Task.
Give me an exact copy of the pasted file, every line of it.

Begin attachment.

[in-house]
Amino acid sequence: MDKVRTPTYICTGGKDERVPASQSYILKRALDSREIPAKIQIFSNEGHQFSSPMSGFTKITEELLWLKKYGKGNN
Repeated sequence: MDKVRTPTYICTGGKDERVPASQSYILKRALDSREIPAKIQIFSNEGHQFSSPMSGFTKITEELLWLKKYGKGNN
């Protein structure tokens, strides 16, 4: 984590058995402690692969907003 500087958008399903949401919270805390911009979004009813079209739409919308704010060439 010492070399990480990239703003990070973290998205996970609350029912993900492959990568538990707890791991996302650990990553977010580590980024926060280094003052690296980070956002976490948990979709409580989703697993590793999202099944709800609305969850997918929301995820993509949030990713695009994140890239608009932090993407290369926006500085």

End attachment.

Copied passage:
[in-house]
Amino acid sequence: MDKVRTPTYICTGGKDERVPASQSYILKRALDSREIPAKIQIFSNEGHQFSSPMSGFTKITEELLWLKKYGKGNN
Repeated sequence: MDKVRTPTYICTGGKDERVPASQSYILKRALDSREIPAKIQIFSNEGHQFSSPMSGFTKITEELLWLKKYGKGNN
């Protein structure tokens, strides 16, 4: 984590058995402690692969907003 500087958008399903949401919270805390911009979004009813079209739409919308704010060439 010492070399990480990239703003990070973290998205996970609350029912993900492959990568538990707890791991996302650990990553977010580590980024926060280094003052690296980070956002976490948990979709409580989703697993590793999202099944709800609305969850997918929301995820993509949030990713695009994140890239608009932090993407290369926006500085």